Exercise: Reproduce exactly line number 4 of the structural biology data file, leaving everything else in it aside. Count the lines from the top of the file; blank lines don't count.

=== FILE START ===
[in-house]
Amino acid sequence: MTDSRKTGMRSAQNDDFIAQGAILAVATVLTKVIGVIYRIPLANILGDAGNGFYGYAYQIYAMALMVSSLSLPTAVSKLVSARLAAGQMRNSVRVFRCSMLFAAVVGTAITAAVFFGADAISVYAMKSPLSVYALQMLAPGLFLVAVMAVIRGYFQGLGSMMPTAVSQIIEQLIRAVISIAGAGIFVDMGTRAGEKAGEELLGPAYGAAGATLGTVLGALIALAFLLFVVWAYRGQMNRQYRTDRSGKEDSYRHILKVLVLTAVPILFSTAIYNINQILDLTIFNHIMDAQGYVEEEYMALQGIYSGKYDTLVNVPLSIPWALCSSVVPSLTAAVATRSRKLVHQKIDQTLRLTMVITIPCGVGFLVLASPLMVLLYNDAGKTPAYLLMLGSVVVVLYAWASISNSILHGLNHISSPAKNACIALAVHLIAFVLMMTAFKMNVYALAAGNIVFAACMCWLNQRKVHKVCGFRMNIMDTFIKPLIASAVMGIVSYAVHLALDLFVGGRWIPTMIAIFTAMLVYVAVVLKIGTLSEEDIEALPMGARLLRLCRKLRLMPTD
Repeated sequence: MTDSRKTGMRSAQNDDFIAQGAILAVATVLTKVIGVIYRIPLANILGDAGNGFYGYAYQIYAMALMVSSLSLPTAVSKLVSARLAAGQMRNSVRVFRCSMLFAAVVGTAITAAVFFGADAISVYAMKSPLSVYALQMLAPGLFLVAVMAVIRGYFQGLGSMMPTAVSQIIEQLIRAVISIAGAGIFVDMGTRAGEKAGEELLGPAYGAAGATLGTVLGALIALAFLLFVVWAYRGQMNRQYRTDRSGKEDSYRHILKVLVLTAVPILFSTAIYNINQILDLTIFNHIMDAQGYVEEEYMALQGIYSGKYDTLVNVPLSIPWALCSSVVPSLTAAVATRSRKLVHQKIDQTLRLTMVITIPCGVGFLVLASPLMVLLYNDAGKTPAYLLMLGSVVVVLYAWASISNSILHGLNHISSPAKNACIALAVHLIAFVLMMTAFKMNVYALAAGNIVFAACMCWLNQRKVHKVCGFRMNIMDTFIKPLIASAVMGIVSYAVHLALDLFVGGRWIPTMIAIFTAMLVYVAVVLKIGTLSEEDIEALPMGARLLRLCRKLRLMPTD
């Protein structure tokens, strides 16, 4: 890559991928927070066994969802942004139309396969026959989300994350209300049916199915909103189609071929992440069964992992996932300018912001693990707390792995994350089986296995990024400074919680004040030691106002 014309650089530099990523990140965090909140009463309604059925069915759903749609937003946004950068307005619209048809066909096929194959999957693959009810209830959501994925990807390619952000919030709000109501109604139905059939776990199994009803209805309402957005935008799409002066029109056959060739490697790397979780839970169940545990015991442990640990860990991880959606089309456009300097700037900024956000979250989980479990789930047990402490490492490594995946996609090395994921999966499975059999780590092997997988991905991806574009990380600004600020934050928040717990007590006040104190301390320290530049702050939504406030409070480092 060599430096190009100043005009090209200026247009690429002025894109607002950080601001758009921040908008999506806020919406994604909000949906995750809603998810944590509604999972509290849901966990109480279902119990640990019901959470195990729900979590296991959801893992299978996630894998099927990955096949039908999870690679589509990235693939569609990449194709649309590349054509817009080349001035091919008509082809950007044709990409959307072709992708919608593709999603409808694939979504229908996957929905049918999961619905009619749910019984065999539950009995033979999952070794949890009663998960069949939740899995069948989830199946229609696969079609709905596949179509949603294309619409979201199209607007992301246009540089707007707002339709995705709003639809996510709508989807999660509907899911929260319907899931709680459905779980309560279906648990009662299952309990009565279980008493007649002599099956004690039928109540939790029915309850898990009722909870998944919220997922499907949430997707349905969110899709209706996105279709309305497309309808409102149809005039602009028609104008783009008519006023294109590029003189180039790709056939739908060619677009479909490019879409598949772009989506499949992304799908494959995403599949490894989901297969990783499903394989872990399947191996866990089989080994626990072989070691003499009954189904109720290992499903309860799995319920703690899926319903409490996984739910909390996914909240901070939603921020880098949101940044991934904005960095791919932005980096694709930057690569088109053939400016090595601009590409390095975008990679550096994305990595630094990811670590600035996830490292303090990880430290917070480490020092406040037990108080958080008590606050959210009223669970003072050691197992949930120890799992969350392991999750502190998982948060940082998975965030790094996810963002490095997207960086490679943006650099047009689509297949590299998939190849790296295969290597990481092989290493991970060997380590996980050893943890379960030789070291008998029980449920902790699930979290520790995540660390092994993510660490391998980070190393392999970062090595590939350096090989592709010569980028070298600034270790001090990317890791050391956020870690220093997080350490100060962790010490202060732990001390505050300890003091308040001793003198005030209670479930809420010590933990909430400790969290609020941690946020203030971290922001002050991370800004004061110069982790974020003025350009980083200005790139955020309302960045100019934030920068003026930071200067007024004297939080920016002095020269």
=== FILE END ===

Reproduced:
């Protein structure tokens, strides 16, 4: 890559991928927070066994969802942004139309396969026959989300994350209300049916199915909103189609071929992440069964992992996932300018912001693990707390792995994350089986296995990024400074919680004040030691106002 014309650089530099990523990140965090909140009463309604059925069915759903749609937003946004950068307005619209048809066909096929194959999957693959009810209830959501994925990807390619952000919030709000109501109604139905059939776990199994009803209805309402957005935008799409002066029109056959060739490697790397979780839970169940545990015991442990640990860990991880959606089309456009300097700037900024956000979250989980479990789930047990402490490492490594995946996609090395994921999966499975059999780590092997997988991905991806574009990380600004600020934050928040717990007590006040104190301390320290530049702050939504406030409070480092 060599430096190009100043005009090209200026247009690429002025894109607002950080601001758009921040908008999506806020919406994604909000949906995750809603998810944590509604999972509290849901966990109480279902119990640990019901959470195990729900979590296991959801893992299978996630894998099927990955096949039908999870690679589509990235693939569609990449194709649309590349054509817009080349001035091919008509082809950007044709990409959307072709992708919608593709999603409808694939979504229908996957929905049918999961619905009619749910019984065999539950009995033979999952070794949890009663998960069949939740899995069948989830199946229609696969079609709905596949179509949603294309619409979201199209607007992301246009540089707007707002339709995705709003639809996510709508989807999660509907899911929260319907899931709680459905779980309560279906648990009662299952309990009565279980008493007649002599099956004690039928109540939790029915309850898990009722909870998944919220997922499907949430997707349905969110899709209706996105279709309305497309309808409102149809005039602009028609104008783009008519006023294109590029003189180039790709056939739908060619677009479909490019879409598949772009989506499949992304799908494959995403599949490894989901297969990783499903394989872990399947191996866990089989080994626990072989070691003499009954189904109720290992499903309860799995319920703690899926319903409490996984739910909390996914909240901070939603921020880098949101940044991934904005960095791919932005980096694709930057690569088109053939400016090595601009590409390095975008990679550096994305990595630094990811670590600035996830490292303090990880430290917070480490020092406040037990108080958080008590606050959210009223669970003072050691197992949930120890799992969350392991999750502190998982948060940082998975965030790094996810963002490095997207960086490679943006650099047009689509297949590299998939190849790296295969290597990481092989290493991970060997380590996980050893943890379960030789070291008998029980449920902790699930979290520790995540660390092994993510660490391998980070190393392999970062090595590939350096090989592709010569980028070298600034270790001090990317890791050391956020870690220093997080350490100060962790010490202060732990001390505050300890003091308040001793003198005030209670479930809420010590933990909430400790969290609020941690946020203030971290922001002050991370800004004061110069982790974020003025350009980083200005790139955020309302960045100019934030920068003026930071200067007024004297939080920016002095020269």